There is also the self-publishing route.

Each direction has its advantages and disadvantages. The point is not to try to cover all bases by doing both. Once the Indie path is the choice, it is tough to transition back to traditional unless the self-published book is a best seller.

Number Four –  Remember, an author should not have to pay anyone to publish a book. Yes, the author must pay for things like cover art, formatting, and editing. But to sign a contract for publishing books at a scheduled price can be a costly thing. Amazon does not charge for publishing books. Others like Ingram Spark have a nominal fee.

Number Five –  Remember to keep writing every day. Personally, I find it best to set a word count goal and make sure of its achievement every day. To accomplish the goal, it may mean setting a realistic number. It doesn’t matter how much the author writes. A critical part is a consistent approach to word count. An achievable goal reached every day will eventually become a manuscript.

Thank you, Maryann, for having me on your blog today.

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BUY LINK forCircumstances of Childhood

ABOUT THE AUTHOR:  John Howell began writing as a full-time occupation after an extensive business career. His specialty is thriller novels, but John also writes poetry and short stories. His first book, My GRL introduces the exciting adventures of the book’s central character, John J. Cannon. The second Cannon novel, His Revenge, continues the adventure, while the final book in the trilogy, Our Justice, launched in September 2016.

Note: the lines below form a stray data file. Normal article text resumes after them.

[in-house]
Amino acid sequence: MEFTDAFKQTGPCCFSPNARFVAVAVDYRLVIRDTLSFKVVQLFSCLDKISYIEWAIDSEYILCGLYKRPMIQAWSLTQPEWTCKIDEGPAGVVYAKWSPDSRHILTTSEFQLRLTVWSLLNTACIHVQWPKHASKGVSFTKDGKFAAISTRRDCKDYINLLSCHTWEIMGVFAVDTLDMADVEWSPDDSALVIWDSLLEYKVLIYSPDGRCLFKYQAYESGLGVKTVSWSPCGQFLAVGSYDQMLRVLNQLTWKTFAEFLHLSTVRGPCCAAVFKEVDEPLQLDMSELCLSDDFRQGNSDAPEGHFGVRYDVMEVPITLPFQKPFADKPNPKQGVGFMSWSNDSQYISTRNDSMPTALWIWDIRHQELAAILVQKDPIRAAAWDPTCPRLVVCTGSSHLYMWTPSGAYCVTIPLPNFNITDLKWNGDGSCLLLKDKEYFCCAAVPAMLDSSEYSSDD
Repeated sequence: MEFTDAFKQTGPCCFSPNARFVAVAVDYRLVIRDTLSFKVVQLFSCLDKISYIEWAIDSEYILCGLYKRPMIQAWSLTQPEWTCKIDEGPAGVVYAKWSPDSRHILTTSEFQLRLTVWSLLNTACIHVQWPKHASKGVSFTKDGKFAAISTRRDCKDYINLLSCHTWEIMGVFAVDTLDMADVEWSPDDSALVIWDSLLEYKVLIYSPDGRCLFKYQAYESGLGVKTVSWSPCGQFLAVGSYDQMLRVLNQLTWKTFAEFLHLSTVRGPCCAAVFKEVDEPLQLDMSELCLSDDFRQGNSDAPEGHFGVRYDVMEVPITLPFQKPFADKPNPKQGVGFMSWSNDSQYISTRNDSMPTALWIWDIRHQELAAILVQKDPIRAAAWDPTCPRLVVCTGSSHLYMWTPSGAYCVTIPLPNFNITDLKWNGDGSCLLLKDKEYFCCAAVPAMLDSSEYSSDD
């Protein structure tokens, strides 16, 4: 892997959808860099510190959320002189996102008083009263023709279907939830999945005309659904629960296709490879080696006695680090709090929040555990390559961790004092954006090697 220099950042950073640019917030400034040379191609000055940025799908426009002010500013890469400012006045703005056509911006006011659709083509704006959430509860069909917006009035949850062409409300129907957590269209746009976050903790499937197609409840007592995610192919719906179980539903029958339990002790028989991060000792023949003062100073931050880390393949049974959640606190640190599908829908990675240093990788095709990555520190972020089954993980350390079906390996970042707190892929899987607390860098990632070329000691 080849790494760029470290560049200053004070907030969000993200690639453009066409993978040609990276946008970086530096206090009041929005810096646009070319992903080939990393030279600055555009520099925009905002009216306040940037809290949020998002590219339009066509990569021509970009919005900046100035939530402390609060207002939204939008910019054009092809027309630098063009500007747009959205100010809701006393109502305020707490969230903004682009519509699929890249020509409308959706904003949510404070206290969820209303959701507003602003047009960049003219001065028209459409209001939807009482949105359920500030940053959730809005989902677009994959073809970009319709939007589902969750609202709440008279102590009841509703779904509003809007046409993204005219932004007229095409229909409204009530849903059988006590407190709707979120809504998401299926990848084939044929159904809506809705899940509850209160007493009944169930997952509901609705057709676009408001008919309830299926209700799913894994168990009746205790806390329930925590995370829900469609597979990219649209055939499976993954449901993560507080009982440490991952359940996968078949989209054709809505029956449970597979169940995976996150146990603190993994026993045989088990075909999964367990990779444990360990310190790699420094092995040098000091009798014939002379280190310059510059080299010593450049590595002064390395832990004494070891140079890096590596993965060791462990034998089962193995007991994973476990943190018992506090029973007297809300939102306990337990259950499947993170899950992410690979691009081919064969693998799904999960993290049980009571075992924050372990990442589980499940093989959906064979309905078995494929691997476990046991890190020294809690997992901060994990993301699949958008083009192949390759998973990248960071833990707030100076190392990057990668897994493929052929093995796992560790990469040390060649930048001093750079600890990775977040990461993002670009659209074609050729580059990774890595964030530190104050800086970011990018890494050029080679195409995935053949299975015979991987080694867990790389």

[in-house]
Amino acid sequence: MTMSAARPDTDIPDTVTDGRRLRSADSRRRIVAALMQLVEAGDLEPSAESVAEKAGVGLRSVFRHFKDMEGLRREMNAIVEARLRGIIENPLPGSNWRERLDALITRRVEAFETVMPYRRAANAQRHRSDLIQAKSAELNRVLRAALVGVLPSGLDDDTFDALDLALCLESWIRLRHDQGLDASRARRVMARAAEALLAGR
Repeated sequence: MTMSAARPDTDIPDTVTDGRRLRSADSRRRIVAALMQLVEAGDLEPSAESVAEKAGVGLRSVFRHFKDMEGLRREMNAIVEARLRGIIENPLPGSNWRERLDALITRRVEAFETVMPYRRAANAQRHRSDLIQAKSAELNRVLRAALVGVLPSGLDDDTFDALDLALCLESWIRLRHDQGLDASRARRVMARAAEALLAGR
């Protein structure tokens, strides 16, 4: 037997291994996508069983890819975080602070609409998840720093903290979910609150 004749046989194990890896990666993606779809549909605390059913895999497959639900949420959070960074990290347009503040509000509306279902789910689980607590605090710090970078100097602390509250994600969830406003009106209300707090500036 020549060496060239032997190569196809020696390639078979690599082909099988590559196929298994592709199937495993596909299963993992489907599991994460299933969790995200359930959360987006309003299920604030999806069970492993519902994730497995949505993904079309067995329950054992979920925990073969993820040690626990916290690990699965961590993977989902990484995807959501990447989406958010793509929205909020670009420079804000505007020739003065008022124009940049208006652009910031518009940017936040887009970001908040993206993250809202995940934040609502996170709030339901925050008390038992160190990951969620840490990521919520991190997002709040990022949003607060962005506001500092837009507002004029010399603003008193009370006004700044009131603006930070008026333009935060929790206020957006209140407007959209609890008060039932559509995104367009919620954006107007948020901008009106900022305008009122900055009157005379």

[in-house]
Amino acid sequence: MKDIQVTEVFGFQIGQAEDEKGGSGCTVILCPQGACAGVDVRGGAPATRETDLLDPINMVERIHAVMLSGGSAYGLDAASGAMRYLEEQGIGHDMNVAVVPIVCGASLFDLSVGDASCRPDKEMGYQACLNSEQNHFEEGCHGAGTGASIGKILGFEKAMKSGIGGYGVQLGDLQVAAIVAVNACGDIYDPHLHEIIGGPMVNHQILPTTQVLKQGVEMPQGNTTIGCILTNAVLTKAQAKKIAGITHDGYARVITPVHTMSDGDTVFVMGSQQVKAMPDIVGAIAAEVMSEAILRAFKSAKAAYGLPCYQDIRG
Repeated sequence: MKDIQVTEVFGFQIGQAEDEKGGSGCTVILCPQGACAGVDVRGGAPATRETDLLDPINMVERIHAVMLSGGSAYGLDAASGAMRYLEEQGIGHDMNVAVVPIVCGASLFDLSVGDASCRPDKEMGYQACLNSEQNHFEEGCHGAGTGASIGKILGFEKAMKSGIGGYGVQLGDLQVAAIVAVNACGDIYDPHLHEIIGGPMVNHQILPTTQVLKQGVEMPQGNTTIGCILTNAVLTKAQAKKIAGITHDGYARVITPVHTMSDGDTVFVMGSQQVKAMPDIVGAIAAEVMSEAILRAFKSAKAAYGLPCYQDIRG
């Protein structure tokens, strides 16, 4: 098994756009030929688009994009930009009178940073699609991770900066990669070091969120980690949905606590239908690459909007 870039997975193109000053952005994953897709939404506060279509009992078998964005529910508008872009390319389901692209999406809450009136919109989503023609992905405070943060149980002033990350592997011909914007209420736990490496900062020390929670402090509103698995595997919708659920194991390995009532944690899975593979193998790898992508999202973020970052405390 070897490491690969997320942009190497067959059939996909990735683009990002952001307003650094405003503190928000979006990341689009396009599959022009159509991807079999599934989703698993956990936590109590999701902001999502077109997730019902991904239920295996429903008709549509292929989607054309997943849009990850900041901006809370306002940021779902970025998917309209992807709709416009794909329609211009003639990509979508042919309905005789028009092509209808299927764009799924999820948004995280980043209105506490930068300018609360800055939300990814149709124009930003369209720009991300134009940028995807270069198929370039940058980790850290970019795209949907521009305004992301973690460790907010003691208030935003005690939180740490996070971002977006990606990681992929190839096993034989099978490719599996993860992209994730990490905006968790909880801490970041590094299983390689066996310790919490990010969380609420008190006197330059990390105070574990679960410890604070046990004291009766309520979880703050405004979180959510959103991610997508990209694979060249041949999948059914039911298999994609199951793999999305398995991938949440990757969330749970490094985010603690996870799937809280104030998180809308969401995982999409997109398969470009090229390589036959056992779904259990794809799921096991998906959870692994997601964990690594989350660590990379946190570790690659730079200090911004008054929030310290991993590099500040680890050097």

A stand alone novel, Circumstances of Childhood was published October 1st, 2017.  The Contract is written with Gwen Plano and released June of 2018. All books are available on Amazon in paperback and Kindle editions.

John lives in Lakeway Texas with his wife and their spoiled rescue pets.

You can find out more about John by visiting his WEBSITE and AMAZON AUTHOR PAGE * meet him on FACEBOOK  * GOODREADS * LINKED IN * and follow him on TWITTER

39 thoughts on “Five Things to Remember as a New Writer”

    1. You’re welcome, John. On both counts. It’s been great having you here. You have some nice followers who have made the social in social media really work. 🙂

    1. Thanks for stopping by today, Jane. Interesting that you referred to the tip about sharing our work before the first draft is completed as ‘poignant’. Is there a particular reason you chose that word? Just curious. 🙂

      1. Maryann, it’s kind of you to have guests on your blog and reading John’s post today led me to you. 🙂 Yes, there is a reason I am wary of sharing what I write at the ‘craft’ stage. I wrote a book and shared a few chapters with a chap I was dating. It’s a non-fiction book, so each chapter stood alone. His response and feedback knocked me back. I learned from this and it reminded me why I don’t share my new ideas, on anything, before they are robust enough for scrutiny. The upshot is I stopped dating him and published my book. I don’t know you, but I have a feeling you are chuckling…. 😉